Al Johnson of The Unifics dead at 65 

added: 27 Oct 2013 // by: VVN Music 

Al-Johnson-of-The-Unifics-dead-at-65 Printable version

Al Johnson, of 60Œs R&B group The Unifics, has died at the age of 65.

His friend and sometimes singing parter Jean Carn wrote the following through the site
I received a message and text earlier from Jeff Majors saying that my Friend and favorite Voice, Al Johnson passed away this morning.

A Fan since The Beginning of My End, Ifve been recalling the many, many times Ifve had the pleasure and privilege to share the mic and the stage and commiserate in the studio with Al.

Our first recording was Ifm Back For More which has been sampled many times and was covered, beautifully by Bobby Womack and Lulu.

His orchestral arrangements for Artists like The Whispers, were beyond Genius.

Thanks Al, for composing the title tune for my Motown album, Trust Me and Wefve Got Some Catching Up To Do.

Thank you Jeff Majors for bringing Al and me together for what has become our last onstage performance.

My Love and Prayers are with Alfs beautiful Wife and Family.

Right now, I simply canft imagine Music existing without the Voice that lovingly brought us The 23rd Psalm.

Al Johnson, your incomparable Spirit will live on in the gigantic space that you occupy in my heart.

Rest in Peace, Beloved Musical Warrior..

Johnson formed the group Al & the Vikings in 1966 while attending Howard University in Washington, DC. In their first year together, they changed their names to the Unique Five and, finally, the Unifics, while gathering a large following around the capitol area.

After a time of many personnel changes, the Unifics hooked up with manager Guy Draper who had them signed to Kapp Records. Their first single, Court of Love, was released in 1968 going to Number 3 on the R&B singles and 25 on the Hot 100. They followed the next year with three more chart hits, The Beginning of the End (1969 / #9 R&B / #36 Pop), Itfs a Groovy World! (1969 / #27 R&B / #97 Pop) and Toshisumasu (1969 / #36 R&B).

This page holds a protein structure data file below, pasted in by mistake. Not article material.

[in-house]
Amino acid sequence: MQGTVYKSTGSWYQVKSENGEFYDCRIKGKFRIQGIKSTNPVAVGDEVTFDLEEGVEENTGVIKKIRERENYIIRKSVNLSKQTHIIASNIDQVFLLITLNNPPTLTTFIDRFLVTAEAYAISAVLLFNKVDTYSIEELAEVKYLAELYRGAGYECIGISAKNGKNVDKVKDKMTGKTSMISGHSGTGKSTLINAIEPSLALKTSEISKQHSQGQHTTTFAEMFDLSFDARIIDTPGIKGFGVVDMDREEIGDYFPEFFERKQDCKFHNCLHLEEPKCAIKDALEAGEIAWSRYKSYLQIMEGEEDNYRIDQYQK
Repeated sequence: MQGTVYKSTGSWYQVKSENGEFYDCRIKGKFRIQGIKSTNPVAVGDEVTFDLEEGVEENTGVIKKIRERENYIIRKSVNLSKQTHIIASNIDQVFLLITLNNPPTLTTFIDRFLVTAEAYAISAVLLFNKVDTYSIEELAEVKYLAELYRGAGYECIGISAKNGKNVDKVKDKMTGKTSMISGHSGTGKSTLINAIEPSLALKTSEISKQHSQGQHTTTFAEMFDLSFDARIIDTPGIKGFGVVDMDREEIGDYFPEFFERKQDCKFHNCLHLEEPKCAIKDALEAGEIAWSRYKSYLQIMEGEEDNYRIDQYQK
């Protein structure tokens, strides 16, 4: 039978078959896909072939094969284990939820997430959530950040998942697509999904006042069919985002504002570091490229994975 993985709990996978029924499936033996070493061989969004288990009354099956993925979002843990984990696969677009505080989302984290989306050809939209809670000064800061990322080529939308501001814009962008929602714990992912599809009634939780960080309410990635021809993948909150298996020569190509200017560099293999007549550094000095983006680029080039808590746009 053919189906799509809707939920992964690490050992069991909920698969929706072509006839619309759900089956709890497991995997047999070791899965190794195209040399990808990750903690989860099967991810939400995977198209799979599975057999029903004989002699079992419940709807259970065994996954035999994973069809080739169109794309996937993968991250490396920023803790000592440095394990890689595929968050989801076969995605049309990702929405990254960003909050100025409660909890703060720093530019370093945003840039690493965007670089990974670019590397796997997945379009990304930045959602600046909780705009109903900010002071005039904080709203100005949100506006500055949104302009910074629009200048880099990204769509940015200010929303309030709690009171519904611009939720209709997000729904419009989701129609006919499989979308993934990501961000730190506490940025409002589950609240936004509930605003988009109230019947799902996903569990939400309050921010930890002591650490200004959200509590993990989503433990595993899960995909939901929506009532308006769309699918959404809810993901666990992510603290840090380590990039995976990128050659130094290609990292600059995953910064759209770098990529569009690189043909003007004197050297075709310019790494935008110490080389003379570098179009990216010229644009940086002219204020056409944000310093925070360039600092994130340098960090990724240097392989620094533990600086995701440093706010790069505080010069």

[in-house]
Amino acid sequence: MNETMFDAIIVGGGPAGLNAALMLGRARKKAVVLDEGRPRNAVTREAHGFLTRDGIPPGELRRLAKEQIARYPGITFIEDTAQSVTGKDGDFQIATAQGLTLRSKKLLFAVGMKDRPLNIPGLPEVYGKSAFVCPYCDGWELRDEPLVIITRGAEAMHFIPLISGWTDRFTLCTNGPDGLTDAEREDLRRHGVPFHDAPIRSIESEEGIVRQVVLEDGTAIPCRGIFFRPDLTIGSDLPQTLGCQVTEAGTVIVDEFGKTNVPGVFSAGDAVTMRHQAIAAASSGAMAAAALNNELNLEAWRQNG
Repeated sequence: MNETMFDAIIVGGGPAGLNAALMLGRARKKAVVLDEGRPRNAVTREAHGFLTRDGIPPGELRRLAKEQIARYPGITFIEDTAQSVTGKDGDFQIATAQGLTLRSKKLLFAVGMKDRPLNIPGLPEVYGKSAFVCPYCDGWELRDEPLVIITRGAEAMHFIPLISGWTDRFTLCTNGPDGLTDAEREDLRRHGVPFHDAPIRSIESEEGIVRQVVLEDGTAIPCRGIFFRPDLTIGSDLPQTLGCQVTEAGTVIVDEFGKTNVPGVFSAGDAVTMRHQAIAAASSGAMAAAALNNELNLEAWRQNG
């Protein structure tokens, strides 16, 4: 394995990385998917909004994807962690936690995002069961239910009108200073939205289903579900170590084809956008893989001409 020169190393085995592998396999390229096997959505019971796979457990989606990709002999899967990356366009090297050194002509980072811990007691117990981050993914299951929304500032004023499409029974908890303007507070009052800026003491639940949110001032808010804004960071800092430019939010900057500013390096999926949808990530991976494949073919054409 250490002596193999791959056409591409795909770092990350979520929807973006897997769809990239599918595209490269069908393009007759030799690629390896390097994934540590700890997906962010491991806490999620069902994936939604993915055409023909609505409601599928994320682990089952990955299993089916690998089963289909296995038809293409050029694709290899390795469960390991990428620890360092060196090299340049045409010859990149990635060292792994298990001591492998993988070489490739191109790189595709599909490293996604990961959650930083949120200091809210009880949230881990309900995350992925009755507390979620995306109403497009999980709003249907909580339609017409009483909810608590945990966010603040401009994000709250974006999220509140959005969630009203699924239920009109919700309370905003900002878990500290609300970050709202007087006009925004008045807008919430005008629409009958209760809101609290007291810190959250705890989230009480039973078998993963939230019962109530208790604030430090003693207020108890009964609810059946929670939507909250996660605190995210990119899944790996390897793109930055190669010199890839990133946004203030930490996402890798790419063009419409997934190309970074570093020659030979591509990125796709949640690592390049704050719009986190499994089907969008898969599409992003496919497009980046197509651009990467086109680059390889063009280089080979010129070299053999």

The Unifics broke up in 1972 and Johnson moved in the direction of songwriting and producing, working with the likes of Peabo Bryson, the Whispers, the Dells and Norman Connors. In 1978, he returned to recording with the solo album Peaceful but it was his work with Connors that brought him back to the charts. Johnson first sang with Connors on the album Invitation (1979) and, the next year, he recorded the song Ifm Back For More with Jean Carn for Connorsf album Back For More. That single went to number 26 on the R&B chart with the followup, Ifve Got My Second Wind going to 58.

Johnson continued his writing and production through the 80Œs and 90Œs and, in 2004, reformed the Unifics with original member Tom Fauntleroy, releasing the album Unifics Return.

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